I also have started using a tool to e-wrap and loop around the pegs, which you can see on the photo above (the blue straw). I mentioned this on my last post, but wanted to share it again because it makes a HUGE time difference when e-wrapping and doing the stockinette stitches! To see a video on how to make what I call a stylus (and what the guy on the video calls a 'styler'), click here. (You will want to fast forward 1 minute 14 seconds to get to the part on how he makes his styler). I have used a cheap Bic pen casing, straws, and the outer plastic from a Crayola Twistable crayon as different looms have different amounts of space between the pegs. (When I do a knit, purl, bobble, etc., I just scoot the stylus down out of the way and use my hands to work with the yarn; so far, I only use the tool for e-wrap and double knit stockinette stitches.) I use a pipe cleaner just as in the video to thread the yarn through the straw.
OK, back to the projects! I wanted to make a hat to match the scarf.
To do the hat, I used round green Knifty Knitter loom (36 pegs) - even number of pegs required for this pattern with my directions. I did an e-wrap cast on going counter clockwise.
For the first row, I did a knit stitch, then a purl, repeating this combo to the end of the row and continuing on the following rows until I had 1-1/2" of rows completed on my loom. This creates the band around the head and doesn't roll.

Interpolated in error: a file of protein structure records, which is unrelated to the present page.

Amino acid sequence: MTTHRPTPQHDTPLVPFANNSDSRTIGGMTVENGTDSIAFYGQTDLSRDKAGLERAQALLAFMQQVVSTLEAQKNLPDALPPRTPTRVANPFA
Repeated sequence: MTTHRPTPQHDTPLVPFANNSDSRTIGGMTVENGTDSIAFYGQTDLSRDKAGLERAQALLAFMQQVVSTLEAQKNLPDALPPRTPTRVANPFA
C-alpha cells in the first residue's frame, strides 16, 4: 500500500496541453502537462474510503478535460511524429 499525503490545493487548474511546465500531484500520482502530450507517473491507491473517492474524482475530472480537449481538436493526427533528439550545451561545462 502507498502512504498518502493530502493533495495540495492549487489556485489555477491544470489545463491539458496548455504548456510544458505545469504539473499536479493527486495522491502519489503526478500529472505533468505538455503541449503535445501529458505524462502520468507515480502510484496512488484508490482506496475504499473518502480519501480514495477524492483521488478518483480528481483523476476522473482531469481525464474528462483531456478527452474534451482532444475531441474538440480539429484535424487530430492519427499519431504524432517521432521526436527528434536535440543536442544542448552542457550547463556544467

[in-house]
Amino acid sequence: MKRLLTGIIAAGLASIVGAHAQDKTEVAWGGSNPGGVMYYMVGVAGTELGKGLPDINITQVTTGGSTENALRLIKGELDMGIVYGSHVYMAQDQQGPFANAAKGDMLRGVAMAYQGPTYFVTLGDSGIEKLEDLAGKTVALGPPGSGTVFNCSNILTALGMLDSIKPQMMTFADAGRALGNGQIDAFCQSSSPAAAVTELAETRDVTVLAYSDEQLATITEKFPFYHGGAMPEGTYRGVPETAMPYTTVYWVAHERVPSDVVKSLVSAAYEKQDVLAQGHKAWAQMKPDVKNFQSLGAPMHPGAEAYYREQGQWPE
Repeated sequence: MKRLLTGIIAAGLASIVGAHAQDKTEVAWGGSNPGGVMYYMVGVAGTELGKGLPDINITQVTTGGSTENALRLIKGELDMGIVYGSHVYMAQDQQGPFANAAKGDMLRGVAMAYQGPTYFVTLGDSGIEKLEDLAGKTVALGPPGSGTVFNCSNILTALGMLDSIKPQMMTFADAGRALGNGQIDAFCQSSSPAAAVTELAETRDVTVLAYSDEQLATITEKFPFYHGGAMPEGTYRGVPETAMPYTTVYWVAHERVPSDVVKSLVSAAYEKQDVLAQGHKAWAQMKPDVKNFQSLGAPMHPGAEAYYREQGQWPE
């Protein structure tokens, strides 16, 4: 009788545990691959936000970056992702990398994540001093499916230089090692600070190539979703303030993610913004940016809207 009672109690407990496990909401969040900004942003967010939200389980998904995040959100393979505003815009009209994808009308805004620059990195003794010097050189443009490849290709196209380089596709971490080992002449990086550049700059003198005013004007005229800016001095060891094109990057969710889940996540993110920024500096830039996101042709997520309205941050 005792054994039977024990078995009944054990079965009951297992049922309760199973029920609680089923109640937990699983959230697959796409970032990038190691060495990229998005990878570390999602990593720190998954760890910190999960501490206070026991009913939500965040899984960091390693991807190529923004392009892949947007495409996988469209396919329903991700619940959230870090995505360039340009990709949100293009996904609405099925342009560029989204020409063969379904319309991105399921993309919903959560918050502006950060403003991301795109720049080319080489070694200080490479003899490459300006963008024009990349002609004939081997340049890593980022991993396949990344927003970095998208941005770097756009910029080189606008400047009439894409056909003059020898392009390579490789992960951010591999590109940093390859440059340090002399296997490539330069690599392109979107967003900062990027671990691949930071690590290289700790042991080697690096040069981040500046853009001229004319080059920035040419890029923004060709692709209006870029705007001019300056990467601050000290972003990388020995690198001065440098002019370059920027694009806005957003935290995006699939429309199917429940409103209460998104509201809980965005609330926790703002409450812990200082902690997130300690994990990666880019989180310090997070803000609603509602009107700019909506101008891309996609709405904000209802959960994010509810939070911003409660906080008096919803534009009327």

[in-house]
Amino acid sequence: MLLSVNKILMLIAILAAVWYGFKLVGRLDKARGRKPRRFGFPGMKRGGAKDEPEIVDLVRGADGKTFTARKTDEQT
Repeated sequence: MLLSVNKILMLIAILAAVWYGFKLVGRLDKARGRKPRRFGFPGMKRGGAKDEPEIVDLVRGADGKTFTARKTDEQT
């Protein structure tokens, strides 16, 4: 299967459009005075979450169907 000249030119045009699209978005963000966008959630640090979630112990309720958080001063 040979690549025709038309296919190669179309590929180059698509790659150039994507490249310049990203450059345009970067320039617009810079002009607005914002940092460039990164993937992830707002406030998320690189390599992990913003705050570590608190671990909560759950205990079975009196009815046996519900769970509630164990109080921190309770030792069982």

Next, I did three rows of e-wraps.
Next, I used the 10-row combination listed above (from my scarf directions). I did this three times. For the bobble, I bobbled every 4th peg for the first bobble row. On the next repeat, when it was time to bobble, I bobbled every 2nd peg. Then back to the 4th peg on the third series. This created an alternating pattern of bobbles for the hat, unlike the scarf.
Last, I did four rows of e-wraps. My hat was 10" on the loom. I did a gathered bind off.
I thought it would be fun to play off the idea of knitting and do a knitted jar lid for a layered cookie mix that was part of this gift set. For tons of recipes for layered "in a jar" types of mixes, click here.
For this, I used the Knifty Knitter Flower Loom. I e-wrapped 2" then pulled the bottom loops up to make a hem (just like for hats-- in fact, this is a little hat). I continued e-wrapping for a total of 2". I did a gathered bind-off to close up the top. I used a crochet hook to help feed a piece of yarn around and tied it into a bow. The e-wrap stretches and is very forgiving so it worked well for this!
I created a tag for the jar using the Paper Trimmings cartridge (page 62). On my cartridge, for some reason the 'snowflke'
I created a card using the same Paper Trimmings snowflake (without shadow this time) at 1-3/4". The papers were embossed on the Cuttlebug. For the embossed kraft paper, I rubbed a white Studio G ink pad over it to emphasize the shapes. I embellished the card with tiny stars that I punched, ribbon, and twine.
Thank you for using your time to check out this post-- I know this is a super busy time of year and I appreciate your visit! This week, I am finishing up a costume for my daughter's school event that I have made with my sewing machine and my Cricut-- hope to share that soon. I am also sewing doll clothes like a mad elf and loom knitting wherever I have to wait. I hope your seasonal crafting is keeping you happy as you complete gifts, cards, and decor to make the holidays special at your house!